A Day in the Life of a Quality Assurance Engineer

Quality assurance departments exist in large companies that produce software or are in Web development. The quality assurance (QA) engineer makes sure that all of the programs work properly and that everything in a Web site functions according to plan. Software testing is diverse and involves examining the Web server, which the user never sees. The goal of the QA engineer is to try and make things not work so the programmer can catch errors before they occur. “If it works, we’re not interested in it. It’s our job to anticipate a problem and think of any bone-headed thing that a user can do to a program or Web page. We play devil’s advocate, troubleshooting any combination of errors that a user could potentially make,” says one engineer. QA professionals come from a variety of backgrounds, and they are generally free thinkers who don’t have a preconceived notion of how things are supposed to work. They are problem-solvers who like a good puzzle. They are often thorough, detail-oriented, and enjoy tinkering. “Persistence is also key,” says one tennis pro turned computer pro. “If you can’t make something not work, keep on trying.”

Paying Your Dues

QA engineers are the bridge between end-users and programmers, so they must understand the problems that users can encounter. Early on, an entry-level QA position involves simple testing. For example, a user may need to input a password into a Web site, which must be between five and ten characters. The QA engineer must then test how this will work if the user types a space, a dot, a dash, or a comma.

Present and Future

The quality assurance model is a concept that originated with manufacturing and crossed over into other industries, such as agriculture. Because programmers tend to lack the disciplined eye needed to see flaws, computer companies employ QA engineers to catch potential bugs before their products go to market. Computer programming used to place a heavy emphasis on testing, and there was no room for error. But with the fast-paced progression of the Internet industry, Web companies, particularly small start-ups, have a “fly by the seat of your pants” mentality, where accuracy takes a back seat to speed in a highly competitive marketplace. The current attitude is “if it’s not really right, we can always fix it later.” Will there be more room for error as the Web converges and becomes more complex? And will companies still be willing to pay people to troubleshoot potential errors? If you look at how the computer field has evolved, programming has become more complicated and difficult, while the end product has become much easier to use. QA engineers deal with the finished product without any care for the code that goes into it. Ease of use and functionality is their only concern, so the future of QA remains to be seen.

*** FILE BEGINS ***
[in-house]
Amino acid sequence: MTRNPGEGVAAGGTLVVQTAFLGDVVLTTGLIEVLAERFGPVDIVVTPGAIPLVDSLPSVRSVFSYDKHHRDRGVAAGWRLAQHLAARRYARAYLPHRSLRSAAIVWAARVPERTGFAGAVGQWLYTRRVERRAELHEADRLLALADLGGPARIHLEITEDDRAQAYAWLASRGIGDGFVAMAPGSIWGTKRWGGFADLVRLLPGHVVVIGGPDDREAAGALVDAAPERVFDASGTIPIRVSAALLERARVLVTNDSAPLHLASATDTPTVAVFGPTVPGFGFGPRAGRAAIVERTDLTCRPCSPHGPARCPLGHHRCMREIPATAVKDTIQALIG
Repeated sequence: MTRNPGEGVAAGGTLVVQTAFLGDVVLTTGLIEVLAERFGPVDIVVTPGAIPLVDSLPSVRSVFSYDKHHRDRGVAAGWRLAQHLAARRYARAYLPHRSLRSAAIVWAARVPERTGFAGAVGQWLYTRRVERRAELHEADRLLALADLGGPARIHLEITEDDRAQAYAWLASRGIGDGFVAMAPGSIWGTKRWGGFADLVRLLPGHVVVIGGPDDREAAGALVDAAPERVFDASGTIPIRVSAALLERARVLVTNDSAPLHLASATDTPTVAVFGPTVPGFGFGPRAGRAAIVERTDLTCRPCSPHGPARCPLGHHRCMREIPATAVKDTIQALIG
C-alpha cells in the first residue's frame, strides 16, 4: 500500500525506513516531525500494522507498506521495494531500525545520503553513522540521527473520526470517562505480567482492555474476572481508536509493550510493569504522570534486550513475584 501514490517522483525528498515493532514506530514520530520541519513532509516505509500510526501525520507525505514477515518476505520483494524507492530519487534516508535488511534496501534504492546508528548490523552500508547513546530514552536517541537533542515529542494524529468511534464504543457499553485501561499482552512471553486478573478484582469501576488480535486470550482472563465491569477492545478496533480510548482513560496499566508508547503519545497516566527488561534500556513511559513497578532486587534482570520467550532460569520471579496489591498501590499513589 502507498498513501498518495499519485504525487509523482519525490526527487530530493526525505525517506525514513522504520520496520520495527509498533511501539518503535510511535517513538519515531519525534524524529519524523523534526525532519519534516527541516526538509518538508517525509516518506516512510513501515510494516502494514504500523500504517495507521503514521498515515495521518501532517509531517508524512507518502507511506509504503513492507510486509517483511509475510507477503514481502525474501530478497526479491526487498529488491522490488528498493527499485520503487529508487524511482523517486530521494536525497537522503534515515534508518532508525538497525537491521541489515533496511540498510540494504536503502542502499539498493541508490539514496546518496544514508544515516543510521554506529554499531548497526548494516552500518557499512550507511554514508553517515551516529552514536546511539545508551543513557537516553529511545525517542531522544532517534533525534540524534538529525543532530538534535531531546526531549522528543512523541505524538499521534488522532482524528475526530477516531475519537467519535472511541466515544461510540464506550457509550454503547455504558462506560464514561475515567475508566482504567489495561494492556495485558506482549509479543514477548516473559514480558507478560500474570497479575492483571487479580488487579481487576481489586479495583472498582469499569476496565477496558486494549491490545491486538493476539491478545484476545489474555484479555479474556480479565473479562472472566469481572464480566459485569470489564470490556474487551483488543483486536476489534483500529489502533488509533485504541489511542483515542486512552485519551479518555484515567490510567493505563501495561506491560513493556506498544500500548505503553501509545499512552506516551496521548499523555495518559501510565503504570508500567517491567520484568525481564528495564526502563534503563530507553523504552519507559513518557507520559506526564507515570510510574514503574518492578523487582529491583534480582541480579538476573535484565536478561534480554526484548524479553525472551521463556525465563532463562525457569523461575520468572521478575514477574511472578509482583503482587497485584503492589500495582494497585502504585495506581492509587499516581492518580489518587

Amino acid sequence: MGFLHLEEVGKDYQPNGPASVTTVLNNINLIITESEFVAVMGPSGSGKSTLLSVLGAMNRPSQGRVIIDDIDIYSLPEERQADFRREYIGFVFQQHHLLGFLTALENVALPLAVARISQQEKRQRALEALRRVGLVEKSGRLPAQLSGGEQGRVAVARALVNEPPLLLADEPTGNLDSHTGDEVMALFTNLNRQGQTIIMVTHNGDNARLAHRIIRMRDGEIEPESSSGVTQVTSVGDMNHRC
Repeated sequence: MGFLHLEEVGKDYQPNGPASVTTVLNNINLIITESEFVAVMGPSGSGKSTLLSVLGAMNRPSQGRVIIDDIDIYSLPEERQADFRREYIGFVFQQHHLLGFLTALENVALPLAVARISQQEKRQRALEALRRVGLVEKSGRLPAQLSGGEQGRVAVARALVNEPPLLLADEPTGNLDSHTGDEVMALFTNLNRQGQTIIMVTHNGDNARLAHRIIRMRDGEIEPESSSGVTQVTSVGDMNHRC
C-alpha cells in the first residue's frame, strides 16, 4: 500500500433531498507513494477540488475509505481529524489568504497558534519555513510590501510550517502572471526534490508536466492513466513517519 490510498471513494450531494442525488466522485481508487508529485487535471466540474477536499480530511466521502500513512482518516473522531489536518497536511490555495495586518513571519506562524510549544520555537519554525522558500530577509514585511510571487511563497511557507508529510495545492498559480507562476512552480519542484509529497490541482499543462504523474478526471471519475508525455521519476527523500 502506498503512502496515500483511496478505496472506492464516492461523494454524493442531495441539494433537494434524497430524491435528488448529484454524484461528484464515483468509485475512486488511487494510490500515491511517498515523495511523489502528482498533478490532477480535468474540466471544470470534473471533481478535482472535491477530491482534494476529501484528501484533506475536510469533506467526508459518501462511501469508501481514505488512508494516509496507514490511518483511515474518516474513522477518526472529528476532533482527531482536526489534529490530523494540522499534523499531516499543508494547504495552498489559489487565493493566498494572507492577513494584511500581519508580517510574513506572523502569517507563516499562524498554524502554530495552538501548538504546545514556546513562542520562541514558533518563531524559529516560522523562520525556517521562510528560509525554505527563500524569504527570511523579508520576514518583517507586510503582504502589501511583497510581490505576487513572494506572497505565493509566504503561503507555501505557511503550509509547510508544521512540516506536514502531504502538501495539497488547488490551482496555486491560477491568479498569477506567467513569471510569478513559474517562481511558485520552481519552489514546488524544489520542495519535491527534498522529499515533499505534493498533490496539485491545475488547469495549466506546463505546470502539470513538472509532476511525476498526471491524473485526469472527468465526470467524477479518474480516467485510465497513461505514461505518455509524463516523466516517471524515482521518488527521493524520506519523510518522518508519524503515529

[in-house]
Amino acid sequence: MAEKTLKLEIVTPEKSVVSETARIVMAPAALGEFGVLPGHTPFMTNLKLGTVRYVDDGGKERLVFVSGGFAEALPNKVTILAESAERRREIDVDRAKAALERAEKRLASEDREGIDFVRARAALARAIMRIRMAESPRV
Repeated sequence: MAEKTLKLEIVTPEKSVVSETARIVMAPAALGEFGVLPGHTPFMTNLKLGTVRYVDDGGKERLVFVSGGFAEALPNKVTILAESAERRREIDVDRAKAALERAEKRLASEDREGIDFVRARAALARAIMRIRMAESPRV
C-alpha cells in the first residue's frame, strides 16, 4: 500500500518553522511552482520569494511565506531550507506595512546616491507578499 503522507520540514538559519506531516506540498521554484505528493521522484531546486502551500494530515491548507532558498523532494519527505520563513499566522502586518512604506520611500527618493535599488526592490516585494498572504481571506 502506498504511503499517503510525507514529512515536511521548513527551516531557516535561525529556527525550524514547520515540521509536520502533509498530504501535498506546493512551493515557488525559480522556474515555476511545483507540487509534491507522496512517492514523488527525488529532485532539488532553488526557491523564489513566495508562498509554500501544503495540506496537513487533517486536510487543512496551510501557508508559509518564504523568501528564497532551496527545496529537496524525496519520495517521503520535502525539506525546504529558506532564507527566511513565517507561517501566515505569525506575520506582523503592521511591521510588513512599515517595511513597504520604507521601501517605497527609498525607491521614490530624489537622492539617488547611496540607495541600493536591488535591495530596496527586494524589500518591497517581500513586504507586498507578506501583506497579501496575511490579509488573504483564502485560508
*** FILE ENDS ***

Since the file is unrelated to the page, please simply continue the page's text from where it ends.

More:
Quality of Life


An entry-level QA engineer will test simple applications and basic user interaction such as opening a Web page, trying different menu options, and clicking on links. Starting salaries range from $35,000 to $40,000.


After five years, a good QA professional handles larger projects or more complicated software and is adept at minimizing the number of steps needed to identify an error, an art akin to programming. The fewer steps there are, the simpler it is to figure out where something went wrong, and the easier it is for the programmer to fix.


At this level, most QA engineers are managing a staff of QA engineers, and they are often responsible for large, important projects. Alternate routes include a position in programming or a job as a technical sales representative with a software company.